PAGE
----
New System Depicts Skin Regeneration in Technicolor

03/20/2016

Thanks to a genetically engineered line of technicolor zebrafish, researchers can now visualize skin regeneration at high resolution in real time.

Many available methods rely on samples that are "snapshots" of cell growth and movement, but the new system, called Skinbow, can illustrate how hundreds of individual cells work together to maintain and regenerate skin tissue.

In the future, the Skinbow system with other imaging techniques to paint a more complete picture of skin tissue regeneration. It could also be applied to study how other biological stressors, such as drugs, infection or cancer, impact the cellular mechanisms underlying tissue healing. 

The research team genetically engineered a line of zebrafish that expressed red, green, and blue fluorescent proteins in different combinations on the uppermost layer of skin cells--even in the epithelium covering the eye. This skinbow line results in hundreds of potential colors for any given cell to display. At least 70 to 80 of these colors can be reliably distinguished from one another, the researchers report.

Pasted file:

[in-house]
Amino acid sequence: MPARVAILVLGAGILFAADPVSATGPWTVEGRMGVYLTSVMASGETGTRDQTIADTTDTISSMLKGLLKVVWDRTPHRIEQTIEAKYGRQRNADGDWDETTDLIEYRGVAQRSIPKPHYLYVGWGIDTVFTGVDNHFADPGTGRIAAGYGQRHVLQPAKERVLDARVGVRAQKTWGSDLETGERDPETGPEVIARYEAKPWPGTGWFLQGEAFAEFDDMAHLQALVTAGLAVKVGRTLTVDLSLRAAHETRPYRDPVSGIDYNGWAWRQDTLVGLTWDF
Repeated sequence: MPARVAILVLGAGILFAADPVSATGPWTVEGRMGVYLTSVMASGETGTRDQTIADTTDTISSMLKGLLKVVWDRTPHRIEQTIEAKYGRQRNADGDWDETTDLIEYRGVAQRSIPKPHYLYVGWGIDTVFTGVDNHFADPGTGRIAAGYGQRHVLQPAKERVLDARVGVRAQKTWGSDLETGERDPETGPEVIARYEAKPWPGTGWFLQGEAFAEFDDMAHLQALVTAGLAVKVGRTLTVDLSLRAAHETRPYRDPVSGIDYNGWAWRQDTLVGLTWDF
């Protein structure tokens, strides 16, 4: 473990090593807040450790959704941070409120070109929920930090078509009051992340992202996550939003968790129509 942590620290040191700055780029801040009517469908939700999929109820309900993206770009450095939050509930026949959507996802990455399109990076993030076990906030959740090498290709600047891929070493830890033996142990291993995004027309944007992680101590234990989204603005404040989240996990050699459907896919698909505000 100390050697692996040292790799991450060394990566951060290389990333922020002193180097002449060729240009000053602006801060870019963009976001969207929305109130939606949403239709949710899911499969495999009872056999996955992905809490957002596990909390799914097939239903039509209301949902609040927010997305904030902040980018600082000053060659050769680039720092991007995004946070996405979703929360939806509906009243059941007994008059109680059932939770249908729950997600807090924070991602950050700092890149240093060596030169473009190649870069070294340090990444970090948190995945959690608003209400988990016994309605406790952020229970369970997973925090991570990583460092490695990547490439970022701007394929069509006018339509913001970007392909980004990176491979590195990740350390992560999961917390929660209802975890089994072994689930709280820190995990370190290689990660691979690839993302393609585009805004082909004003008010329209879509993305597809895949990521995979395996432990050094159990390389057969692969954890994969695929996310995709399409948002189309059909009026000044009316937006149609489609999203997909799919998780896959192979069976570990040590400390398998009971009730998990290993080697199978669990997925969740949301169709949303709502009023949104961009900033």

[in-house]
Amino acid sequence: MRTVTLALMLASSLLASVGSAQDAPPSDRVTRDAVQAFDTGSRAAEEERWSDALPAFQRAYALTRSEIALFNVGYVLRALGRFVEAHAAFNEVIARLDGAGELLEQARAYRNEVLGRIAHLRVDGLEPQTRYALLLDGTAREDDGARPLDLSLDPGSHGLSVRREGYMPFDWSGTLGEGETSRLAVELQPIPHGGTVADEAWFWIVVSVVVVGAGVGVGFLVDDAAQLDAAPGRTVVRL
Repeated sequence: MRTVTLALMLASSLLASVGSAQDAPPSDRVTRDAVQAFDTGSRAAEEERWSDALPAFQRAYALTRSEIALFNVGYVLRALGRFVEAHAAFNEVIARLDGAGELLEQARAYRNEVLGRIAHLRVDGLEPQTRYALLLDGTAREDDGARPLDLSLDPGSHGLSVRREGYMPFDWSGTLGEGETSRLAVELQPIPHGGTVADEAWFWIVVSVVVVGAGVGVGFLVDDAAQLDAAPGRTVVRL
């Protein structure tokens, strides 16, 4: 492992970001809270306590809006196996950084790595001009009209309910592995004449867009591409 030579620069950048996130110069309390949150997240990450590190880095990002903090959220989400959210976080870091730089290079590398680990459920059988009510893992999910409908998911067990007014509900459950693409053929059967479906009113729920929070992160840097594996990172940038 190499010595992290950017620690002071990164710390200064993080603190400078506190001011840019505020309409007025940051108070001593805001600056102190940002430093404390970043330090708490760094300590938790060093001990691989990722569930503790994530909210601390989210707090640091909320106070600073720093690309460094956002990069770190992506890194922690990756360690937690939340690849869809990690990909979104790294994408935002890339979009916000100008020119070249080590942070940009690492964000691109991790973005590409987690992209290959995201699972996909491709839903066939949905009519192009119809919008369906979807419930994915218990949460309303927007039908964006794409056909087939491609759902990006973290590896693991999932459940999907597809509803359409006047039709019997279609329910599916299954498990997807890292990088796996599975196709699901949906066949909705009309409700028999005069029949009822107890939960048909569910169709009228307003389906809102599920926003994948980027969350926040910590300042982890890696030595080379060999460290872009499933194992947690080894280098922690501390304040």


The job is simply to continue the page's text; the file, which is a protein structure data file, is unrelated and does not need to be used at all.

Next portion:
The cellular color-coding shows up when the zebrafish are imaged with a microscope under red, green, and blue channels and the images are combined, though the animals have a reddish tint to the naked eye.

The researchers examined the zebrafish under normal conditions, then subjected the study animals to a variety of injuries--ranging from mild alterations like skin exfoliation with a dry tissue to more severe injuries such as fin amputation--to watch how the cells responded. For example, after a zebrafish's fin was amputated, the team observed the following sequence during fin regeneration: first, skin cells rapidly migrated from nearby areas to cover the injury site; second, new epithelial cells were produced to supplement the recruited cells; and third, the cells expanded in size to cover more space at the wound.

The findings appear in the March 21, 2016 issue of Developmental Cell.

PHOTO CAPTION: This image shows a dissected zebrafish scale. Surface epithelial cells tagged with Skinbow cover the top half of the scale.

Credit: Chen et al./Developmental Cell

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